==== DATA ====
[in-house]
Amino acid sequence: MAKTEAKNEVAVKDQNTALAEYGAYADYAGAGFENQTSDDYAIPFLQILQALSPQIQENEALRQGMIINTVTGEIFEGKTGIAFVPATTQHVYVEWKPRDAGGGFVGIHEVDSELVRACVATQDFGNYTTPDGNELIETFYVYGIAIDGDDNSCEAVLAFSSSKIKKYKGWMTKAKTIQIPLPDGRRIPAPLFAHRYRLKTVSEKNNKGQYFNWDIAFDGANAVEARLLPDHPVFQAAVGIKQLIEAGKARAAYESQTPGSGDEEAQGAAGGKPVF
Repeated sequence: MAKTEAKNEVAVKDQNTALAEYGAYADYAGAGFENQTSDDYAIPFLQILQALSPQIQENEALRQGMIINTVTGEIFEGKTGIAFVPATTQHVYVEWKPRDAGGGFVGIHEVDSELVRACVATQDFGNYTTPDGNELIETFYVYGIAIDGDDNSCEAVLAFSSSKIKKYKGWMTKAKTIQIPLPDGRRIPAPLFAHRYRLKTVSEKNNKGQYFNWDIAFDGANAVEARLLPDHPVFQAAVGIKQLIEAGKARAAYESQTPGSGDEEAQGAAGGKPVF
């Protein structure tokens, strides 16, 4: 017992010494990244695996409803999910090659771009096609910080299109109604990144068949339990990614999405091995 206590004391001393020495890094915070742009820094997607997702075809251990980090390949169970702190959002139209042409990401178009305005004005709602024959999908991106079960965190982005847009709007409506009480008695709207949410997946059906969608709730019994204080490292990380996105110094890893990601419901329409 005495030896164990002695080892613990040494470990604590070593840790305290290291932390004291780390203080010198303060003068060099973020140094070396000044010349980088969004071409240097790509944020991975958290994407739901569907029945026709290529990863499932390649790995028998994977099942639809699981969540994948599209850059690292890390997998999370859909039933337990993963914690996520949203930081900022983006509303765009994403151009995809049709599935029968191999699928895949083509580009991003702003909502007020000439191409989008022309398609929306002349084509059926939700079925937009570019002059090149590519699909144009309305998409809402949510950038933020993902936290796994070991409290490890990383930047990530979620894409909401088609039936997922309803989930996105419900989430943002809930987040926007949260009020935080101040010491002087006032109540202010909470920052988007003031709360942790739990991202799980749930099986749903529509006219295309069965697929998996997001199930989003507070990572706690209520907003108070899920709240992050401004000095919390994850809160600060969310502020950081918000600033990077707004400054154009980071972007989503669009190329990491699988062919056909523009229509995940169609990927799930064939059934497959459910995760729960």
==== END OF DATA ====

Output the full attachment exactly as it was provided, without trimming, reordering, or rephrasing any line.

[in-house]
Amino acid sequence: MAKTEAKNEVAVKDQNTALAEYGAYADYAGAGFENQTSDDYAIPFLQILQALSPQIQENEALRQGMIINTVTGEIFEGKTGIAFVPATTQHVYVEWKPRDAGGGFVGIHEVDSELVRACVATQDFGNYTTPDGNELIETFYVYGIAIDGDDNSCEAVLAFSSSKIKKYKGWMTKAKTIQIPLPDGRRIPAPLFAHRYRLKTVSEKNNKGQYFNWDIAFDGANAVEARLLPDHPVFQAAVGIKQLIEAGKARAAYESQTPGSGDEEAQGAAGGKPVF
Repeated sequence: MAKTEAKNEVAVKDQNTALAEYGAYADYAGAGFENQTSDDYAIPFLQILQALSPQIQENEALRQGMIINTVTGEIFEGKTGIAFVPATTQHVYVEWKPRDAGGGFVGIHEVDSELVRACVATQDFGNYTTPDGNELIETFYVYGIAIDGDDNSCEAVLAFSSSKIKKYKGWMTKAKTIQIPLPDGRRIPAPLFAHRYRLKTVSEKNNKGQYFNWDIAFDGANAVEARLLPDHPVFQAAVGIKQLIEAGKARAAYESQTPGSGDEEAQGAAGGKPVF
């Protein structure tokens, strides 16, 4: 017992010494990244695996409803999910090659771009096609910080299109109604990144068949339990990614999405091995 206590004391001393020495890094915070742009820094997607997702075809251990980090390949169970702190959002139209042409990401178009305005004005709602024959999908991106079960965190982005847009709007409506009480008695709207949410997946059906969608709730019994204080490292990380996105110094890893990601419901329409 005495030896164990002695080892613990040494470990604590070593840790305290290291932390004291780390203080010198303060003068060099973020140094070396000044010349980088969004071409240097790509944020991975958290994407739901569907029945026709290529990863499932390649790995028998994977099942639809699981969540994948599209850059690292890390997998999370859909039933337990993963914690996520949203930081900022983006509303765009994403151009995809049709599935029968191999699928895949083509580009991003702003909502007020000439191409989008022309398609929306002349084509059926939700079925937009570019002059090149590519699909144009309305998409809402949510950038933020993902936290796994070991409290490890990383930047990530979620894409909401088609039936997922309803989930996105419900989430943002809930987040926007949260009020935080101040010491002087006032109540202010909470920052988007003031709360942790739990991202799980749930099986749903529509006219295309069965697929998996997001199930989003507070990572706690209520907003108070899920709240992050401004000095919390994850809160600060969310502020950081918000600033990077707004400054154009980071972007989503669009190329990491699988062919056909523009229509995940169609990927799930064939059934497959459910995760729960």